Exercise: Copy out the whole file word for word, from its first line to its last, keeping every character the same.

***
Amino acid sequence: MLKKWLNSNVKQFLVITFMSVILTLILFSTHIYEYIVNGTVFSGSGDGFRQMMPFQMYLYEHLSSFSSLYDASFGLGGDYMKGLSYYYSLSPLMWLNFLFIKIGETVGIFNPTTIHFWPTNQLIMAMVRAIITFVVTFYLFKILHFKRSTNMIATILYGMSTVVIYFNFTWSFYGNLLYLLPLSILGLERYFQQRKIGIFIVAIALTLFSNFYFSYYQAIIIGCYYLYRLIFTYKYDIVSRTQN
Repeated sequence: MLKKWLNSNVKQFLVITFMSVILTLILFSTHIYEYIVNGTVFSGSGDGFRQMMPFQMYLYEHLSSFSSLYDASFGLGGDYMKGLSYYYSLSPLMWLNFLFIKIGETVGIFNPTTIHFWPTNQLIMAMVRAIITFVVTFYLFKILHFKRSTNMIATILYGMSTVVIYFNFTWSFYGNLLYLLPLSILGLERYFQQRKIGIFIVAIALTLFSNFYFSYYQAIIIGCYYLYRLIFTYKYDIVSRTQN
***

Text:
Amino acid sequence: MLKKWLNSNVKQFLVITFMSVILTLILFSTHIYEYIVNGTVFSGSGDGFRQMMPFQMYLYEHLSSFSSLYDASFGLGGDYMKGLSYYYSLSPLMWLNFLFIKIGETVGIFNPTTIHFWPTNQLIMAMVRAIITFVVTFYLFKILHFKRSTNMIATILYGMSTVVIYFNFTWSFYGNLLYLLPLSILGLERYFQQRKIGIFIVAIALTLFSNFYFSYYQAIIIGCYYLYRLIFTYKYDIVSRTQN
Repeated sequence: MLKKWLNSNVKQFLVITFMSVILTLILFSTHIYEYIVNGTVFSGSGDGFRQMMPFQMYLYEHLSSFSSLYDASFGLGGDYMKGLSYYYSLSPLMWLNFLFIKIGETVGIFNPTTIHFWPTNQLIMAMVRAIITFVVTFYLFKILHFKRSTNMIATILYGMSTVVIYFNFTWSFYGNLLYLLPLSILGLERYFQQRKIGIFIVAIALTLFSNFYFSYYQAIIIGCYYLYRLIFTYKYDIVSRTQN